Main points in Spain's controversial digital decree
Measure presented by Spanish Socialists to stop Catalonia developing "digital republic" grants authorities in Madrid "exceptional" powers
The Spanish government's new decree on digital security recently came into force without going before Congress for ratification, as it was passed in the chamber's Permanent Deputation, which assumes parliament's legislative powers when it is not in session.
The proposed measure passed thanks to the votes of conservative opposition parties, and the abstention of the Socialists' coalition partner, the left-wing Podemos party. The votes against from Catalonia's pro-independence parties were not enough to stop the bill.
Acting Spanish president, Pedro Sánchez, announced the proposal during the campaign for the November 10 general election, presenting the measure as part of his government's efforts to prevent Catalonia from developing a "digital republic."
The unionist PP and Cs parties justified supporting a proposal from their political rivals on the basis that they want "to stop the Catalan digital republic," while Podemos - which was previously against it - said it abstained in return for concessions and guarantees.
Yet, the measure has caused concern in Catalonia, where parties, commentators and pressure groups have compared it with those in force in authoritarian regimes, while the Catalan government called it "anti-European" and vowed to challenge it in the courts.
Public authorities now have six months to adapt to the new rules, although it will feature in the ongoing talks between the Socialists and the pro-independence parties aimed at securing the latter's votes to invest Sánchez as the next Spanish president.
Aimed at Catalonia
The proposal's text makes no specific mention of Catalonia, but it cites "recent and serious events" on Spanish territory, taken as a veiled reference to the protests and disturbances following the sentencing of Catalan independence leaders to hefty jail terms.
Focus on public unrest
The law already allows the Spanish authorities to disrupt public online activity, but the decree specifically cites public unrest as a justification, saying the authorities can cut the internet in exceptional circumstances "affecting public order and safety and national security."
Protecting rights and freedom
The measure proposes giving the authorities wide-reaching powers to intervene in the public digital environment, but the Spanish government argues that its objective is "to protect the rights and freedoms recognized by the constitution and to guarantee public safety."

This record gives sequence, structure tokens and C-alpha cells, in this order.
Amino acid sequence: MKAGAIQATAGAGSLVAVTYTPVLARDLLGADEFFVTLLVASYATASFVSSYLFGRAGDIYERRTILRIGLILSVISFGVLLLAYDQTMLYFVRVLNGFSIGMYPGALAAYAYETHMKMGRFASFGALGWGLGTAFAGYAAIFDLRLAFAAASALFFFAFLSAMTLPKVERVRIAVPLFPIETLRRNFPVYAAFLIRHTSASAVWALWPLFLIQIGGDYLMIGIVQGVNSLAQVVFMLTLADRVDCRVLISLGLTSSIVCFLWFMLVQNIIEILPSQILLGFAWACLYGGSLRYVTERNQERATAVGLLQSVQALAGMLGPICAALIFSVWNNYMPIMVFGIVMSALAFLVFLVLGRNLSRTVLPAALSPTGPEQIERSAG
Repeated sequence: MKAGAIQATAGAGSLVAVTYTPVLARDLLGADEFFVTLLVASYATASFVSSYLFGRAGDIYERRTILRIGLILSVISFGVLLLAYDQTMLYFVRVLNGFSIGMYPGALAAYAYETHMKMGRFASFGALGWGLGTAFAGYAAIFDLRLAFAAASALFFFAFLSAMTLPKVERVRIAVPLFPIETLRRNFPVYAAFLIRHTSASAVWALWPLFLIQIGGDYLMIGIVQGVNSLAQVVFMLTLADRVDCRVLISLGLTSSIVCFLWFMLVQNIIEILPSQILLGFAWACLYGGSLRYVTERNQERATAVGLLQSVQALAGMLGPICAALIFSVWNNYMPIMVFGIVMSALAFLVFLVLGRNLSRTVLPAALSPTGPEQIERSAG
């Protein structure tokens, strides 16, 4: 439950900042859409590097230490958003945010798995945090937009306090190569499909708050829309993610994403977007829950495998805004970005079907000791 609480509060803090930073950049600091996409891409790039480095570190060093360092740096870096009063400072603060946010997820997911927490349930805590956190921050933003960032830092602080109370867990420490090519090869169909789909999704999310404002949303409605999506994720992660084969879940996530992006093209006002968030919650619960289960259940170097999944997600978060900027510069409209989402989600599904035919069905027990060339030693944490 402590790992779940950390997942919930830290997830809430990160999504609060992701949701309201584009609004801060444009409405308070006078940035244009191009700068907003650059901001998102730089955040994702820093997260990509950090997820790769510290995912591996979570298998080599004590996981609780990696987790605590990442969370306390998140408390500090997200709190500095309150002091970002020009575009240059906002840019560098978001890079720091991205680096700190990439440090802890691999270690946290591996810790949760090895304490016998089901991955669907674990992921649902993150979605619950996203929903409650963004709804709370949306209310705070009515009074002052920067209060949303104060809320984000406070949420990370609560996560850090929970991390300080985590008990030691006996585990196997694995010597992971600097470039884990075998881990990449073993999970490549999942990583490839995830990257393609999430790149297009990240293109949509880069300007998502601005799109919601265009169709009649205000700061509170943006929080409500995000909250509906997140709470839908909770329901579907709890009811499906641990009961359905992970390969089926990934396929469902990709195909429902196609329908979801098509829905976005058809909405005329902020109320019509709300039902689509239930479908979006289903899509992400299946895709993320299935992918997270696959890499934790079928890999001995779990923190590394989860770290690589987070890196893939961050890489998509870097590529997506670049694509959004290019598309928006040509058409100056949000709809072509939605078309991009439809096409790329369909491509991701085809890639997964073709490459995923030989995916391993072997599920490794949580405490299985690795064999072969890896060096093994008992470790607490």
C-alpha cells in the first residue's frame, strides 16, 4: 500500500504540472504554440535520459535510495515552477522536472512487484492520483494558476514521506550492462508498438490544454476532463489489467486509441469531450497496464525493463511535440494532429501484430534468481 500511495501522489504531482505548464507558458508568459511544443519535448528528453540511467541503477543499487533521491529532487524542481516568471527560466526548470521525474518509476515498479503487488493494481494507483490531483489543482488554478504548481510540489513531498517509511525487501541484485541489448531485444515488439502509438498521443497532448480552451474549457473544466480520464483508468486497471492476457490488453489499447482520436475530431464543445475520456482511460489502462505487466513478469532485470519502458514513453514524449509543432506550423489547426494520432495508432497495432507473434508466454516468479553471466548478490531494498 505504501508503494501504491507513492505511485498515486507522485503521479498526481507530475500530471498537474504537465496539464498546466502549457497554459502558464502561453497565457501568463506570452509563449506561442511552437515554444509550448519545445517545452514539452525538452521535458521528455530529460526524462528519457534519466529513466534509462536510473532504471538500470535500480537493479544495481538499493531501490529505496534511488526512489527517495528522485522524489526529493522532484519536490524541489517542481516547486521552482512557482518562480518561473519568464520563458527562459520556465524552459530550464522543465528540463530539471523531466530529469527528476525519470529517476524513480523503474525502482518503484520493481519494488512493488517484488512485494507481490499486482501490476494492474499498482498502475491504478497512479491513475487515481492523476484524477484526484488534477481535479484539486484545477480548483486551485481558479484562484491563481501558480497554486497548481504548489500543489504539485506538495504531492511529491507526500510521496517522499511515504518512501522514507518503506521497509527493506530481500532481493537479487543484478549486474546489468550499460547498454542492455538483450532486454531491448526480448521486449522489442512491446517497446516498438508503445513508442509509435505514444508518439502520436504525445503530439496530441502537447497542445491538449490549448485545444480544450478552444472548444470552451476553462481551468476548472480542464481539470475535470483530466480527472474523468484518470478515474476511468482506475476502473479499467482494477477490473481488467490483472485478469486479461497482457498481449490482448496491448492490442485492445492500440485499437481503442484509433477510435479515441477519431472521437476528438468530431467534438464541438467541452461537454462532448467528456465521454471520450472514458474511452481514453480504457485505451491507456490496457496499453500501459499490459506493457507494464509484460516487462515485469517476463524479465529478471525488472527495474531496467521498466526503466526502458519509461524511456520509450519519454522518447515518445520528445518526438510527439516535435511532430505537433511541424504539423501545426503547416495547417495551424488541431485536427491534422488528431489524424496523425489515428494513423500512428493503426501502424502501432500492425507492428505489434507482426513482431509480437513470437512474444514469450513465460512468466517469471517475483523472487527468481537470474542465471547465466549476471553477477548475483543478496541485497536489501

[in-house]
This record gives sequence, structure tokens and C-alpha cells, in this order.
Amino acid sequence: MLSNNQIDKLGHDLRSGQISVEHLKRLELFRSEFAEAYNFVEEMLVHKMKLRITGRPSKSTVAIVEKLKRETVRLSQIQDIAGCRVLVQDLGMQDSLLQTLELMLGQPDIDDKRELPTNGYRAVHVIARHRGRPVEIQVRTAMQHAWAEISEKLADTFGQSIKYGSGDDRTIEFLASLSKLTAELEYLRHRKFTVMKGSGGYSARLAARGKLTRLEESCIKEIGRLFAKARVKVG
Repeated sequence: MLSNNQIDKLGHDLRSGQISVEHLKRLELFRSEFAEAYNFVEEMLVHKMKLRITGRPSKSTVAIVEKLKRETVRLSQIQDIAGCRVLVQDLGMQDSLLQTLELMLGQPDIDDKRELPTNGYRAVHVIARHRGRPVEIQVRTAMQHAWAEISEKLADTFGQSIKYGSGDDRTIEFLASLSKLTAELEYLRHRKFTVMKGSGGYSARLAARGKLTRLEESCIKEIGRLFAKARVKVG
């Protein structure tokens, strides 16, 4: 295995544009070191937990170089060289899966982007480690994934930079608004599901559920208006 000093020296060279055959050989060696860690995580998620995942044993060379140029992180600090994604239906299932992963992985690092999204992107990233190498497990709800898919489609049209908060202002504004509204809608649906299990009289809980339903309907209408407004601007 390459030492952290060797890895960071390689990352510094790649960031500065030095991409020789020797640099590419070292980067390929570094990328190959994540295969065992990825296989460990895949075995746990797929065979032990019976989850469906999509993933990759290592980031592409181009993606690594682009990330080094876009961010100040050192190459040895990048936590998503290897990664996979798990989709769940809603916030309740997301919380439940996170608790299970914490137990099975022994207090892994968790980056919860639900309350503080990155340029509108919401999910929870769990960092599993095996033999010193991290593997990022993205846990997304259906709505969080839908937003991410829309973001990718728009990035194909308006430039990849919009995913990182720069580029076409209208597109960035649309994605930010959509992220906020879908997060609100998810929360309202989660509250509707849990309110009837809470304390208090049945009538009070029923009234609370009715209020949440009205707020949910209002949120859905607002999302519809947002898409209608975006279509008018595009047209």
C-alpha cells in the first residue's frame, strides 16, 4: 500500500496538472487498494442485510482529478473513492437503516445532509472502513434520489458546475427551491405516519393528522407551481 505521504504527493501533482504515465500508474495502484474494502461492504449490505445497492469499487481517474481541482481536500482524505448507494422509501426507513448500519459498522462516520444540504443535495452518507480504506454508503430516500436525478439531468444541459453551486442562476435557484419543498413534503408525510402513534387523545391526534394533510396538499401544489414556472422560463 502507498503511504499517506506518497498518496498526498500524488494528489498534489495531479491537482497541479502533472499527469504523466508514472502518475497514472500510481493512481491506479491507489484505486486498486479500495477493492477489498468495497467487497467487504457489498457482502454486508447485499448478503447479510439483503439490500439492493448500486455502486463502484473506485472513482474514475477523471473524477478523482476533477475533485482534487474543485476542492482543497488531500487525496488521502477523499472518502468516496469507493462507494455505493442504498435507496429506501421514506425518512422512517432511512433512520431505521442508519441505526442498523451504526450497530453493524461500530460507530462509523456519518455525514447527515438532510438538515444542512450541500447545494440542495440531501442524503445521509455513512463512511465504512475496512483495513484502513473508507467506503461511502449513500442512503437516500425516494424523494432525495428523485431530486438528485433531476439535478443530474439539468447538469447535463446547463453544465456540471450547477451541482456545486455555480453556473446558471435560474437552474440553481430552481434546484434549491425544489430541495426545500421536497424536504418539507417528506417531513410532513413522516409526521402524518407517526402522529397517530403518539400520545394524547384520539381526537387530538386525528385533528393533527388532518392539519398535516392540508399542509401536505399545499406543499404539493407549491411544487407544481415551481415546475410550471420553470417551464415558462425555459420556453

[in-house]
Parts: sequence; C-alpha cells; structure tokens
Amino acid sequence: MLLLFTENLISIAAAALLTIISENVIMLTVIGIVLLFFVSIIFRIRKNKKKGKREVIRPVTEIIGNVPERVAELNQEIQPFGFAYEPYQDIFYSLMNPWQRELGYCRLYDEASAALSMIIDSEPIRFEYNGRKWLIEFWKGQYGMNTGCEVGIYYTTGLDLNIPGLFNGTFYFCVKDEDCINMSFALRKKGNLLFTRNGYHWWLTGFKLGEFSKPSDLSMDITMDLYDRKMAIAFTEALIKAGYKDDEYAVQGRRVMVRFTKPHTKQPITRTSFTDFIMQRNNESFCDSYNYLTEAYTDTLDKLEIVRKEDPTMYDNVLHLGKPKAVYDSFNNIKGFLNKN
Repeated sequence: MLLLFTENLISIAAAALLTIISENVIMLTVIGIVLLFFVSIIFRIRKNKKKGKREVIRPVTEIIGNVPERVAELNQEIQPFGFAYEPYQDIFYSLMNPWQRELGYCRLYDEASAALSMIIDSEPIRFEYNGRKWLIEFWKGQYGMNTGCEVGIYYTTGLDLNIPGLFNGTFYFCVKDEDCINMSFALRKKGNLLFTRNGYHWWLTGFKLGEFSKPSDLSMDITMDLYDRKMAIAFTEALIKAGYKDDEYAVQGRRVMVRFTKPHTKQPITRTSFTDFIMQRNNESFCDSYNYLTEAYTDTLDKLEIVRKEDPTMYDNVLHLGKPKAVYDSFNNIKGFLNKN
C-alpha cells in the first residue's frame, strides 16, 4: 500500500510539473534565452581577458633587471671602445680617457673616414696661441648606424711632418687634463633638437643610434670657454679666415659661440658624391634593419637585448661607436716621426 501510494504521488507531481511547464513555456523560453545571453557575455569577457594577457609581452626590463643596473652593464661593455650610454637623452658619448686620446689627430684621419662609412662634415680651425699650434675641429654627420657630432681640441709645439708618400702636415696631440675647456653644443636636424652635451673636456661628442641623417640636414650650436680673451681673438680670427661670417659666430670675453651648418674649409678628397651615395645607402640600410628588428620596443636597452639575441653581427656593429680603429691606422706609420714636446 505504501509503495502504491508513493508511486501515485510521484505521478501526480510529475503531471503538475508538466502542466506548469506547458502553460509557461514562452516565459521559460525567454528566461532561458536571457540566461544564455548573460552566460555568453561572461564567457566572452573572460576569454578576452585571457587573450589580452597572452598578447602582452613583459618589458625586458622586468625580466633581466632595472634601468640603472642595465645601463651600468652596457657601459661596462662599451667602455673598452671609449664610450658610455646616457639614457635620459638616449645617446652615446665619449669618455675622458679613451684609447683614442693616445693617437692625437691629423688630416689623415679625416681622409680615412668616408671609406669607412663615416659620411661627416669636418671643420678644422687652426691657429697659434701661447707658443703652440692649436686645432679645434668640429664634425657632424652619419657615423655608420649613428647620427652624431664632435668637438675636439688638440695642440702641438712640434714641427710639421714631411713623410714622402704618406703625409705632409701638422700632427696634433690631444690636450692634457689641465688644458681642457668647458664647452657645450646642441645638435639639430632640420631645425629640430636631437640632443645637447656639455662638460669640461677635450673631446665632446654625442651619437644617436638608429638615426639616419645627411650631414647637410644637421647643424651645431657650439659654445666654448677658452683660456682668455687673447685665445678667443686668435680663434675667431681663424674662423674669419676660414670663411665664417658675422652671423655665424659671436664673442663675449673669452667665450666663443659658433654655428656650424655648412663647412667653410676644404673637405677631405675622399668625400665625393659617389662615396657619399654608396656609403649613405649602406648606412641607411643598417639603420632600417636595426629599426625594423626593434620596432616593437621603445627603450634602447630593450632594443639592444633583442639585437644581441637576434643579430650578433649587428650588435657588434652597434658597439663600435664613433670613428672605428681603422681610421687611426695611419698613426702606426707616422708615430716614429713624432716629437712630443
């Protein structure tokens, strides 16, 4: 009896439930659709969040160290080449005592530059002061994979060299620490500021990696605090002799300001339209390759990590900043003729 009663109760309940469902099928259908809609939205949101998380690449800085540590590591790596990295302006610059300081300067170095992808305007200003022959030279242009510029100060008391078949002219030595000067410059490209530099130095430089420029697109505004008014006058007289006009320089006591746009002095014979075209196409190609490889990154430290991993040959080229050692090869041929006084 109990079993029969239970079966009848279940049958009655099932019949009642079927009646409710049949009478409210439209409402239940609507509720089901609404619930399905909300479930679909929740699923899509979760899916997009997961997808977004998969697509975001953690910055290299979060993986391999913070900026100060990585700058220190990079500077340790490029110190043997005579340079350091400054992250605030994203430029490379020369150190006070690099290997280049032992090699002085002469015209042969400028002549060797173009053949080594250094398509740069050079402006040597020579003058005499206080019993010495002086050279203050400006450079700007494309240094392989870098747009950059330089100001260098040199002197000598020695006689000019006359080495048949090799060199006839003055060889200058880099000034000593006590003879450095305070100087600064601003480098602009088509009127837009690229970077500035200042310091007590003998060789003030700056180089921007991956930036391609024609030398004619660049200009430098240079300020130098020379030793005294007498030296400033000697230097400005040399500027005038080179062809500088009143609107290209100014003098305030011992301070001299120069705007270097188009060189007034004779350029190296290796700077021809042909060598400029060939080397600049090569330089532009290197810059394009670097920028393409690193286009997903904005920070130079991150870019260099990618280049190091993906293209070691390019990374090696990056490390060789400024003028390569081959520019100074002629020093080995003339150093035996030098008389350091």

"Exceptional and temporary" control
If public order or national security is threatened, the measure would give the state "exceptional and temporary" powers to take control of the internet and related services, such as "electronic telecommunications," as well as "any infrastructure, network or service."
Among the threats that constitute an "overriding emergency" mentioned in the text, are perceived immediate threats to areas such as public order, public health, the economy, internet operators, civil emergencies, or online electronic communications.
Keeping data in the EU
Despite the media reports after its announcement, the decree does not force public authorities to only use servers in the EU, only when it concerns sensitive data, such as that relating to the census, registers of residents, tax information or health records.
Controlling online identification
The state will have greater control over public online identification by making the DNI identity card (which is issued by the state) the only valid document to do so. If public administrations want to set up their own electronic ID systems, they will first need the state's permission.
The authorities would not have the power to block social media platforms, such as WhatsApp, Twitter, Facebook, or Instagram, as these are private companies. Yet, in "exceptional circumstances," it could block the connection that these need to work.